Unequal Scenes

Although drones, or UAVs (unmanned aerial vehicles), are often used in violent attacks and warfare, they and their human operators are doing wonderful things across the world. Photographer Jonny Miller used drones to capture cityscapes and the line dividing the rich and the poor. He captured images of lush, green golf courses directly up against dirt roads and shack neighborhoods. Giant mansions can be seen with trees and acres of grass next door to brown areas with buildings packed into a small plot. Miller’s project “Unequal Scenes” is raising awareness about poverty and inequality which would be impossible without drone photography.

The Problem of Land Ownership

More than half of the world’s population, usually women, cannot prove that they own their land. This is especially problematic in the country of Kosovo, where most of the men and boys were murdered during the Balkan wars of the 1990s. The women who remained have worked tirelessly to rebuild their homes and communities, but they face an enormous roadblock: the inability to use their vast land resources to provide for themselves economically. These women do not have any sort of documentation for their lands once owned by their husbands. One woman explained that she had applied for loans to build her business but was repeatedly turned down because she lacked what the government called “property documents to put down as a guarantee.”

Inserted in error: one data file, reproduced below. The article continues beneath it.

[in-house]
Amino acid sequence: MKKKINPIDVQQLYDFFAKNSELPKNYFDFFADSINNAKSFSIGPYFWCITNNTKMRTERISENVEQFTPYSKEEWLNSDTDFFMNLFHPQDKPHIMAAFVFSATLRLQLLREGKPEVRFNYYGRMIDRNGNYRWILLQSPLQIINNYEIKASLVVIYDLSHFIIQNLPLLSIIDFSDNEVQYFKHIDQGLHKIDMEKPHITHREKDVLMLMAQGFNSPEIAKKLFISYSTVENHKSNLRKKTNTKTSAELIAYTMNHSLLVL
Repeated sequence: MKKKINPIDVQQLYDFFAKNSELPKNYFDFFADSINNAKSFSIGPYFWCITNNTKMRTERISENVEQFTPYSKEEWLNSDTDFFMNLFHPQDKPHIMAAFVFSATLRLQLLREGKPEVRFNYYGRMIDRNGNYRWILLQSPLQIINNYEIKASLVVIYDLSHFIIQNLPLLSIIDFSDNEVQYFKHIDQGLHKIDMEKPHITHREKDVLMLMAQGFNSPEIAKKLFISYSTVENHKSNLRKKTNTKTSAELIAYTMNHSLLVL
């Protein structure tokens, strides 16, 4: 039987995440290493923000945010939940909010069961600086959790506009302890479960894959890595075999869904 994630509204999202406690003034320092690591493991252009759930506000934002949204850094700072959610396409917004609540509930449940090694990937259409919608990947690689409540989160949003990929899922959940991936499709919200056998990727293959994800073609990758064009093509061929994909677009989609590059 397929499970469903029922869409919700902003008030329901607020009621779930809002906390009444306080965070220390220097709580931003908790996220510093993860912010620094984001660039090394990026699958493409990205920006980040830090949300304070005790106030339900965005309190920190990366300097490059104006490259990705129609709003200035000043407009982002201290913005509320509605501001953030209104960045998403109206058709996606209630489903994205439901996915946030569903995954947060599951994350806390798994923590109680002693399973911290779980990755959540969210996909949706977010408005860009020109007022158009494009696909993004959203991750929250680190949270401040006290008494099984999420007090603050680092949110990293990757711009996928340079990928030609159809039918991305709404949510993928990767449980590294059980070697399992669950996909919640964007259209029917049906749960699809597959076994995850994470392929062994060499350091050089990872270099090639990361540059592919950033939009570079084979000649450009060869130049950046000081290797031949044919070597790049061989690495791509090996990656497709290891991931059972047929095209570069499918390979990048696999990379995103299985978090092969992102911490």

These communities do not have the means to hire land surveyors necessary for official registration. Property owners with potentially good, profitable land are powerless without official documentation. However, drones are helping these women. The World Bank Group’s Global Land and Geospatial unit dispatches drones to map out land plots. Drones survey and map for a fraction of the cost of traditional means, giving the Kosovan women the ability to register their lands and ultimately invest in their own property.

The Positive Impacts of AI

Artificial intelligence (AI, also referred to as “machine learning”) refers to a machine’s ability to imitate intelligent human behavior. AI is often associated with 1980s movies about robots destroying humanity based on a real fear that one day the machines will become self-aware and grow tired of serving humanity; “the development of full artificial intelligence could spell the end of the human race,” warned Stephen Hawking in 2014. Despite this apparent destructive potential of AI, it is currently transforming agriculture and changing the African business environment in the real world.

One writer argues that Africa is amid the “fourth industrial revolution … ushered in by the power of AI.” Many innovative African business leaders have embraced AI to improve productivity and efficiency. One example is a Moroccan company which uses AI to perform analytics on data sent from devices on motorcycle helmets. This improves riding habits and provides more accurate insurance premiums, reducing costs and improving safety for riders. Another instance involves an Egyptian manufacturer using AI to automate certain processes and reduce overall error while improving quality of service, which ultimately reduces the cost to the consumer. Finally, one Algerian firm helps local doctors provide cancer detection and treatment for their patients. The firm uses AI to create models that can diagnose those who are unable to visit hospitals for formal examinations. This has the potential to save the lives of many who don’t have the means to get regular checkups and screenings.